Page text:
The City of Falls Church's Use of Force Review (UFR) Committee has launched a survey to learn more about public perception of and experiences with the City's Police Department and Sheriff's office.
This survey will not be statistically significant; rather, it will provide anecdotes to help the UFR Committee inform their work and eventually provide recommendations to the City Council. Once evaluated, this survey's results will be available on the UFR Committee's website, www.fallschurchva.gov/UFRC.
Once evaluated, this survey's results will be available on this webpage.
About the UFR Committee
The UFR Committee was formed by City Council in June 2020 as part of taking the Reimagining Policing Pledge from the Obama Foundation and the My Brother’s Keeper Alliance. The pledge calls on localities to review use of force policies, engage the community, report the findings to the community and seek feedback, and reform the use of force policies. The committee is comprised of seven members from the community, five City employees -- including representatives from the Police Department and Sheriff's Office -- and one Public Schools employee.
City Boundaries: The City of Falls Church is an independent municipality in Northern Virginia. It is completely separate from Fairfax County, although some Falls Church mailing addresses are in Fairfax County, like Seven Corners, Bailey's Crossroads, Skyline, and Lake Barcroft. (Learn more about the City's boundaries here.)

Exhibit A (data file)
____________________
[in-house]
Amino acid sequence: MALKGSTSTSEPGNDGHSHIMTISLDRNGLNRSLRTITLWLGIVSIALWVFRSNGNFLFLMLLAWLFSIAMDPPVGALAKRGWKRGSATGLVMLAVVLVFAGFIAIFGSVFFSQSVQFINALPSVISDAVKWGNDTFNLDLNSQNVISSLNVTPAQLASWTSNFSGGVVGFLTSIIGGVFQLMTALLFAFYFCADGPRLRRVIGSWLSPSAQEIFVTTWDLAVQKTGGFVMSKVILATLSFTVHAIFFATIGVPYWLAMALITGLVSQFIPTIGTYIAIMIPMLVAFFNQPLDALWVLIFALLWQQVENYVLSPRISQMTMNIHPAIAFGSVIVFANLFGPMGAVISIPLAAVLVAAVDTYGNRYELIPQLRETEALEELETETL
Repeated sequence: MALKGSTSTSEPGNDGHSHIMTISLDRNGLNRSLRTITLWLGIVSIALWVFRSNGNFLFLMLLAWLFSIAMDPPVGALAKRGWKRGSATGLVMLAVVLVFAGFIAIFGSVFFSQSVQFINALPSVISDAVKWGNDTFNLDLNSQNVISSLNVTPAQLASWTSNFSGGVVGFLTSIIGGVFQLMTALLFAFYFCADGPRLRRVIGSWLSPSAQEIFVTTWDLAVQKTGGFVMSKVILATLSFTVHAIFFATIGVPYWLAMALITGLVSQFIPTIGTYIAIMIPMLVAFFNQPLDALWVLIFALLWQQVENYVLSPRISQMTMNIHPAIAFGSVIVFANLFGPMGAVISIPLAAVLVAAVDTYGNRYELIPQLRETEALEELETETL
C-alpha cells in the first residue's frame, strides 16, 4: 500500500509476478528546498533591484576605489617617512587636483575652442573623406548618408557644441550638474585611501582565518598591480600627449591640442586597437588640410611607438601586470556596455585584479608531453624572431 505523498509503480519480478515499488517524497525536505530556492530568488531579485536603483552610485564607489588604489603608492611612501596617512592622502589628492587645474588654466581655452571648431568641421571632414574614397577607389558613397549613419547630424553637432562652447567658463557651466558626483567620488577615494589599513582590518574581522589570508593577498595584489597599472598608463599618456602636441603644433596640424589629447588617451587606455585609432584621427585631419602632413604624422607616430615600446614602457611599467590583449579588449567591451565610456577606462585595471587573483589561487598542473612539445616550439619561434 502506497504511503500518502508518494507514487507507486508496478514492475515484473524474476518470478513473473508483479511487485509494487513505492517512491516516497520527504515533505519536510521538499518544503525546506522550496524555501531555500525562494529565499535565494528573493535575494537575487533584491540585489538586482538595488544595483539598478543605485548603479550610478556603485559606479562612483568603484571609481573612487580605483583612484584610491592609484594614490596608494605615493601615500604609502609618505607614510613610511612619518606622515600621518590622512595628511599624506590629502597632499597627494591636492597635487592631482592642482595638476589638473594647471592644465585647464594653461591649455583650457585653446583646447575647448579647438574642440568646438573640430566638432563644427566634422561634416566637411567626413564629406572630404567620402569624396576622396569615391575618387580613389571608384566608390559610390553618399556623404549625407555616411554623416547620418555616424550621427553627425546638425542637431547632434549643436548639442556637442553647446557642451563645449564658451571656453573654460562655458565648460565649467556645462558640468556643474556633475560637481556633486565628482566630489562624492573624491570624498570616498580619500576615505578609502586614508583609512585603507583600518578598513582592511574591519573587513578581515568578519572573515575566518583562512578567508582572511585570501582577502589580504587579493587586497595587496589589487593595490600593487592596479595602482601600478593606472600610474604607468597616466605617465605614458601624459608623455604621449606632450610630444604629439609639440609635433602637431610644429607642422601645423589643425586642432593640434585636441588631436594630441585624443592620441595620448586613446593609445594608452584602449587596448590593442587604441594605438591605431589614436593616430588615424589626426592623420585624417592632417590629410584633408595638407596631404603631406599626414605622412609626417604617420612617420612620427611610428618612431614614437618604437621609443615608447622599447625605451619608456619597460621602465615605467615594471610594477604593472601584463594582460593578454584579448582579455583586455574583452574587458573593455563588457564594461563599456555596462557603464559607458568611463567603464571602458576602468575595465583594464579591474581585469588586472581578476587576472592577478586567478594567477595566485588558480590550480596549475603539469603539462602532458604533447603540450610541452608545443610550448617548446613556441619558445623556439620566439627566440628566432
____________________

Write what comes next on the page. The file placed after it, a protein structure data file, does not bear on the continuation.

Police Department Responsibilities: The City's Police Department is responsible for the prevention, intervention, and investigation of all crimes and public safety related calls. They have a uniformed patrol unit, criminal investigations unit, dispatch, a school resource officer, and animal control.
Sheriff's Office Responsibilities: The City's Sheriff's Office is a state law enforcement agency responsible for court security, prisoner transport, and civil and criminal processes (evictions, tax levies, and seizures). The deputies assist with traffic enforcement, emergency response, and security for events like parades and festivals.
Use of Force: According to the National Institute of Justice, the use of force by law enforcement officers becomes necessary and is permitted under specific circumstances, such as in self-defense or in defense of another individual or group.
There is no single, universally agreed-upon definition of use of force. The International Association of Chiefs of Police has described use of force as the "amount of effort required by police to compel compliance by an unwilling subject."
Officers and deputies receive guidance on use of force from their individual agencies.